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October 2016
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The love that dare not speak its name, part the first. A secret regard for Tottenham.

By Tim Charlesworth

I recently saw a film about Charles Darwin, author of ‘Origin of Species’. This has a legitimate claim to being the most influential book of all time. One of the themes of the film, was Darwin’s moral struggle with his theory of evolution. He realised it would undermine the church, by suggesting that animals were not created by god. The church was a formidable presence in nineteenth century England and Darwin delayed publication by nearly 20 years. Rarely has the epithet: ‘publish and be damned’ seemed so appropriate. The dilemma reminded me of an article that I wrote for Untold and then didn’t have the courage to submit for publication. Inspired by Darwin, here it is!

I have managed to get myself a bit of a reputation for writing articles that are not very popular. My article suggesting that Arsenal might not be the victim of a refereeing conspiracy was rightly greeted with derision by all true Arsenal fans (objectivity is not a proper attribute for a fan after all). Later, I suspect that the ‘abuse filters’ on Untold protected me from the full reaction to my pieces in defence of Mourinho and Piers Morgan. One lovely commenter managed to ensure that every article I wrote after the Mourinho piece was accompanied by a comment rejecting all my work on the grounds that I was a Mourinho-apologist. I rather admired the determination and consistency of these comments, but sadly he (I presume) has now desisted.

In order to truly cement my status as public enemy no. 1, I have now decided to confess my dirtiest of secrets. If you are reading this, then big credit to Tony for having the courage to publish.

My awful secret is, that I rather like Tottenham Hotspur. This affliction arises from a number of sources, and if you haven’t stopped reading in disgust yet, I would like to explain myself.

The first point to note is that I have never lived in North London, so I have never had to deal with large groups of ‘baiting’ Spurs fans. Defeats in North London derbies are only mildly painful to me, and I am usually only really worried about the points lost.

My second defence is that its all to do with my childhood, and therefore I can’t be blamed for it. I grew up in the era of the post-Brady, pre-Graham Arsenal. I loved Arsenal, but we were a dour and not very successful team under the rather disappointing Terry Neill and then the lovely, late Don Howe. The brief hope attached to the Charlie Nicholas coup soon eroded in whiff of alcohol and general high living. The Spuds, meanwhile, delivered FA cups with swashbuckling teams containing Hoddle, Villa and Ardilles. Even Steve Perryman had a certain panache. They were hard not to like.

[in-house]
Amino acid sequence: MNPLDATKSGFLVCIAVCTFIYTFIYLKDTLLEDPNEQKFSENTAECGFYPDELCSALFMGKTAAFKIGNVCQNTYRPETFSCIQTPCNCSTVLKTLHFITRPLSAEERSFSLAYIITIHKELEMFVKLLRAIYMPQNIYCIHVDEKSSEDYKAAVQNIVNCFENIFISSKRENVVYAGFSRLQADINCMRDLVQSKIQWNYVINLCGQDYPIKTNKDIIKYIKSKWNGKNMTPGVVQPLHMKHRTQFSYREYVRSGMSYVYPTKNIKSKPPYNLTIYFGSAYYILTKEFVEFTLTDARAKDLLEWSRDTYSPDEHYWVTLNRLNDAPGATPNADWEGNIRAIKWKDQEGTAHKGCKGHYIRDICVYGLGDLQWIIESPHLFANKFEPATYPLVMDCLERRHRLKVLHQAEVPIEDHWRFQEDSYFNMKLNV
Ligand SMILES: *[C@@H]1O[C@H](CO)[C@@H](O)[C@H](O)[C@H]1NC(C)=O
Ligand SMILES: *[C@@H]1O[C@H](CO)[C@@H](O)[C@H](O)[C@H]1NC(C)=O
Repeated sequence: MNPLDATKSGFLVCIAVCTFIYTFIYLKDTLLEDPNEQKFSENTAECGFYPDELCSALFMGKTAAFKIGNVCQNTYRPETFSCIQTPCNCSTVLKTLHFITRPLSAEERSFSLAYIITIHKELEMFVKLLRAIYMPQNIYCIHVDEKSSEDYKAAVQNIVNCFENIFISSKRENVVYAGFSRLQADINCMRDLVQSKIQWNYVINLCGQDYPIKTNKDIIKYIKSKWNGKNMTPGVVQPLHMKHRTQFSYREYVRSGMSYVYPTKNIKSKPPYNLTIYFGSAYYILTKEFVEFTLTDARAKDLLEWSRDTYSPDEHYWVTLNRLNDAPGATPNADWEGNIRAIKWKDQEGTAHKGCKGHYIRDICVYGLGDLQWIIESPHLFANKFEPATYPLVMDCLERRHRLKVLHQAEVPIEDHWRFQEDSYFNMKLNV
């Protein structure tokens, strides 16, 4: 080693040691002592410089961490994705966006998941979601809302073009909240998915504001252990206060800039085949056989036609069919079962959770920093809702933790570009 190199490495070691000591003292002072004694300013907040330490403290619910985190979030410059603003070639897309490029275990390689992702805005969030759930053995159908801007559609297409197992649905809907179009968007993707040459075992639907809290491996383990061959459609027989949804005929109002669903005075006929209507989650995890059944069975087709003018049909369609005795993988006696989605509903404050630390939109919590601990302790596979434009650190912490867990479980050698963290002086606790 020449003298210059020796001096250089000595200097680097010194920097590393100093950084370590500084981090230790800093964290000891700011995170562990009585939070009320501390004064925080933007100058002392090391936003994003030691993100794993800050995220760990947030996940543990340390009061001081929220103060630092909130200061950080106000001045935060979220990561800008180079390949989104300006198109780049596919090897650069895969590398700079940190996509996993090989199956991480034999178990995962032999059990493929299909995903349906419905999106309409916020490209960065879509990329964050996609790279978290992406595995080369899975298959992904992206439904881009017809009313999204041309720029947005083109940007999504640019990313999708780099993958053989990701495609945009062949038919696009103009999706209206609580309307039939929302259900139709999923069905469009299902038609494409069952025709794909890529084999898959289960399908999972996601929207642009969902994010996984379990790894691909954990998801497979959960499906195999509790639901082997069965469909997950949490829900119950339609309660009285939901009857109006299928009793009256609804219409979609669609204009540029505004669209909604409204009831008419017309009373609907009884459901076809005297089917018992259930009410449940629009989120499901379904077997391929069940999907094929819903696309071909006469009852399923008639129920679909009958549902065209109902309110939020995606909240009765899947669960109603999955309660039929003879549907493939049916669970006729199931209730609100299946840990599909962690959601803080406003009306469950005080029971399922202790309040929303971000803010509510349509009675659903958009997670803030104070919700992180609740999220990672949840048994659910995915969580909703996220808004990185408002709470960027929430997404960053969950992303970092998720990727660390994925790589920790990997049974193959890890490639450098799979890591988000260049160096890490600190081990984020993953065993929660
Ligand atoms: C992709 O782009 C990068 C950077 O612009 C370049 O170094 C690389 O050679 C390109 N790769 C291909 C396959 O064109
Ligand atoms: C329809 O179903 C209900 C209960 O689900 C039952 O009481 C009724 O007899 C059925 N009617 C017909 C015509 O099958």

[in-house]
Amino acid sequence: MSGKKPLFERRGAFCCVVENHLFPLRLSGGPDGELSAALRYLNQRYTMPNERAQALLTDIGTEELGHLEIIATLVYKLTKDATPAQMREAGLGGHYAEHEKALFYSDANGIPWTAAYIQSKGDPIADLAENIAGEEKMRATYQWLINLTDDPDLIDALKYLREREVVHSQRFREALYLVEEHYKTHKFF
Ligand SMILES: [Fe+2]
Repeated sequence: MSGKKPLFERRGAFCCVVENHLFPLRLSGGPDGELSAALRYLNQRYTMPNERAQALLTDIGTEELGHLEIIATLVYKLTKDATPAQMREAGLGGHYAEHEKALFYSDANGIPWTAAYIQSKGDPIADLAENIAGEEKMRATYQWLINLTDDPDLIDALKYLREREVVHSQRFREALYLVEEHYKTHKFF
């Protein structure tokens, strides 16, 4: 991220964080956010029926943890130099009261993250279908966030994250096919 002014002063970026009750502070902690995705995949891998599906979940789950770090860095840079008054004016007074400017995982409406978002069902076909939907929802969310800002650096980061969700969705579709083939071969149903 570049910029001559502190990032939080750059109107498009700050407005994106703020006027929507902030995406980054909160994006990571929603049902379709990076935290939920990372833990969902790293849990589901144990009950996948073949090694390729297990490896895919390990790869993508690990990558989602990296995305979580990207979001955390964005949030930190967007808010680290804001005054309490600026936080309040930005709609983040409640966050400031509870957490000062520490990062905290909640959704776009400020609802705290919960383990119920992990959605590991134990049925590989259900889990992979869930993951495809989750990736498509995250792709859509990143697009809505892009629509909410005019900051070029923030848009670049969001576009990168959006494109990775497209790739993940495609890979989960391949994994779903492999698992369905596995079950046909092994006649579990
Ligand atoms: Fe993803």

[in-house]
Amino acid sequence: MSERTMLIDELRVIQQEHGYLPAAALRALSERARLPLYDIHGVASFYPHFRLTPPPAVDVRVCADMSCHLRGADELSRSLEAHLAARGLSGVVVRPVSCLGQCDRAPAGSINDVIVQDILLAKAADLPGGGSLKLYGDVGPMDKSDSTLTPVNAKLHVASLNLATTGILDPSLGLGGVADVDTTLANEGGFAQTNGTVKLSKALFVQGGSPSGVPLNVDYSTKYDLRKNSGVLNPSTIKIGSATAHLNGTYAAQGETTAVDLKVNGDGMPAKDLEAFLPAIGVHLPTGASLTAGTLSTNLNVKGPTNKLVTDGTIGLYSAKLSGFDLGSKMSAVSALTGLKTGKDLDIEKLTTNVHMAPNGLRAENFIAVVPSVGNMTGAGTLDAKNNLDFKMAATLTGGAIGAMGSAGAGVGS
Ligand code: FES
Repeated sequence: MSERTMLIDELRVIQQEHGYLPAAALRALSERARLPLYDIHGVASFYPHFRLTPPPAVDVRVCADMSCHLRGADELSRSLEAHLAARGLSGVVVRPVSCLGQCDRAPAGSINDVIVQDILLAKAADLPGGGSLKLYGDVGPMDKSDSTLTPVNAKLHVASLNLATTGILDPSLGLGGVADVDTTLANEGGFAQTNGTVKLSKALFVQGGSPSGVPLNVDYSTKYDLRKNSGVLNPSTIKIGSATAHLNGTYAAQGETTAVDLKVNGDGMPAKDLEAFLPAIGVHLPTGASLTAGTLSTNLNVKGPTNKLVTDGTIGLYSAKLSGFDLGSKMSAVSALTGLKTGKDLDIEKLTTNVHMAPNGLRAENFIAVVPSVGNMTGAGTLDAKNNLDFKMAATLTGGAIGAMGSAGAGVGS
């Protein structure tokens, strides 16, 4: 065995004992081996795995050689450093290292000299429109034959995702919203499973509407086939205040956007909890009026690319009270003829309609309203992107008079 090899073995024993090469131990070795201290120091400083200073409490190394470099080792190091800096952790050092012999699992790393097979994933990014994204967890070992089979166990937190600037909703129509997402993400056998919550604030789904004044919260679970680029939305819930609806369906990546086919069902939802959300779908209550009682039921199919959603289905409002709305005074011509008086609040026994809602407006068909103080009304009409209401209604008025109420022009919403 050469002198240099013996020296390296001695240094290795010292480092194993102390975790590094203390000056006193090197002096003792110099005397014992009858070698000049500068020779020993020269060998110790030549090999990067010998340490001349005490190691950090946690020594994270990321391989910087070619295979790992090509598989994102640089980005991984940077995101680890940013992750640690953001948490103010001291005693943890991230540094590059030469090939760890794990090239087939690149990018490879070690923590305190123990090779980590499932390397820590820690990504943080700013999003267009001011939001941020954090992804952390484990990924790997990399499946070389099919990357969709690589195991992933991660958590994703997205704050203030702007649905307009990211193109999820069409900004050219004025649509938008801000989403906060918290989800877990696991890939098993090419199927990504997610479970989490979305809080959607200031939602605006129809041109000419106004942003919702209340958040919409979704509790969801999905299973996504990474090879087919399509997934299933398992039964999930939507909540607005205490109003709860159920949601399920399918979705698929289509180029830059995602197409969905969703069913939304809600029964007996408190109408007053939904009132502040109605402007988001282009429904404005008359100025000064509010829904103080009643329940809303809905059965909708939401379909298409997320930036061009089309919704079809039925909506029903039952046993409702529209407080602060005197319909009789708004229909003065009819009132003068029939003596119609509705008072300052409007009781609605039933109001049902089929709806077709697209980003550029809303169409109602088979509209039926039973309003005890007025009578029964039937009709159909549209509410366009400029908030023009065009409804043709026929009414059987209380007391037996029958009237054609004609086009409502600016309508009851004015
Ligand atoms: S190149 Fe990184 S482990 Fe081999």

The third source of my affection is my love of the name ‘Hotspur’. My other great love in life, besides Arsenal, is history. I particularly enjoy late medieval English history, a time of chivalry, knights and valour, the wars of the Roses, plots, and dynastic intrigue.

The tale of Harry Hotspur

One of the most irresistible characters from this period is Harry Hotspur. Properly known as Si

Henry Percy KG (1364-1403), he comes from an incredible family. The Percies came to England with William the Conqueror and were awarded land in England in gratitude for their contribution to the battle of Hastings. Being a medieval nobleman was a hazardous business. Eventually every family would join the wrong side of a rebellion/civil war, or fail to produce children, so the family name would die out. Incredibly, nearly 1,000 years later, the Percies are still going. The current Duke of Northumberland, Ralph Percy, is the ultimate blueblood, and even still lives in a castle (Alnwick, widely used in the Harry Potter films). He also sat in the House of Lords until the abolition of hereditary peers in 1999. His eldest son George, Earl Percy (heir apparent to the Dukedom), shared a house with the ravishing Pippa Middleton (star of the 2010 Royal wedding) at university, and they remain good friends. The Duke’s daughter, Melissa, is a close friend of Princes William and Harry, and his son-in-law is the godfather of Princess Charlotte of Cambridge.

Shakespeare immortalised Harry Hotspur, in my favourite Shakespeare play, Richard II. (Hotspur also appears in Henry IV part I, but this is not such a good play). Hotspur is one of the rebels who overthrows the tragic old King Richard II and places Henry IV on the throne.